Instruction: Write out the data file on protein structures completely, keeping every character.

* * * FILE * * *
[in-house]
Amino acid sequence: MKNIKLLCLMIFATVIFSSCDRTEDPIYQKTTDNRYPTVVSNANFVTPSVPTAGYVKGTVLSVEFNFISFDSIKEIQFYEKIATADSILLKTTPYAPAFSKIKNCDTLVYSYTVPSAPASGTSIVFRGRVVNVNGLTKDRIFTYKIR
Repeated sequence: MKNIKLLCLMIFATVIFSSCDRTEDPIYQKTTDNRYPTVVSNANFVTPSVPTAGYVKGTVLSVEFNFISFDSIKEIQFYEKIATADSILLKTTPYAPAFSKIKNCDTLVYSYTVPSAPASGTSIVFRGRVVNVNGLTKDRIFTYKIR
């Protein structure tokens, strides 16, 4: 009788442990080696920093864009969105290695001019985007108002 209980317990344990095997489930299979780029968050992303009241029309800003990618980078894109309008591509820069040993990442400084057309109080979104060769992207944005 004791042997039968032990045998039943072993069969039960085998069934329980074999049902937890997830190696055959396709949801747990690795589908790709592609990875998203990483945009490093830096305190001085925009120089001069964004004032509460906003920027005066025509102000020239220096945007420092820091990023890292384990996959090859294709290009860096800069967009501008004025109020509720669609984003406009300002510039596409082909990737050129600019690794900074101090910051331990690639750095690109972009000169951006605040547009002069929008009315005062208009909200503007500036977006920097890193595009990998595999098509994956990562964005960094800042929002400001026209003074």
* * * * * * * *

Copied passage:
[in-house]
Amino acid sequence: MKNIKLLCLMIFATVIFSSCDRTEDPIYQKTTDNRYPTVVSNANFVTPSVPTAGYVKGTVLSVEFNFISFDSIKEIQFYEKIATADSILLKTTPYAPAFSKIKNCDTLVYSYTVPSAPASGTSIVFRGRVVNVNGLTKDRIFTYKIR
Repeated sequence: MKNIKLLCLMIFATVIFSSCDRTEDPIYQKTTDNRYPTVVSNANFVTPSVPTAGYVKGTVLSVEFNFISFDSIKEIQFYEKIATADSILLKTTPYAPAFSKIKNCDTLVYSYTVPSAPASGTSIVFRGRVVNVNGLTKDRIFTYKIR
């Protein structure tokens, strides 16, 4: 009788442990080696920093864009969105290695001019985007108002 209980317990344990095997489930299979780029968050992303009241029309800003990618980078894109309008591509820069040993990442400084057309109080979104060769992207944005 004791042997039968032990045998039943072993069969039960085998069934329980074999049902937890997830190696055959396709949801747990690795589908790709592609990875998203990483945009490093830096305190001085925009120089001069964004004032509460906003920027005066025509102000020239220096945007420092820091990023890292384990996959090859294709290009860096800069967009501008004025109020509720669609984003406009300002510039596409082909990737050129600019690794900074101090910051331990690639750095690109972009000169951006605040547009002069929008009315005062208009909200503007500036977006920097890193595009990998595999098509994956990562964005960094800042929002400001026209003074």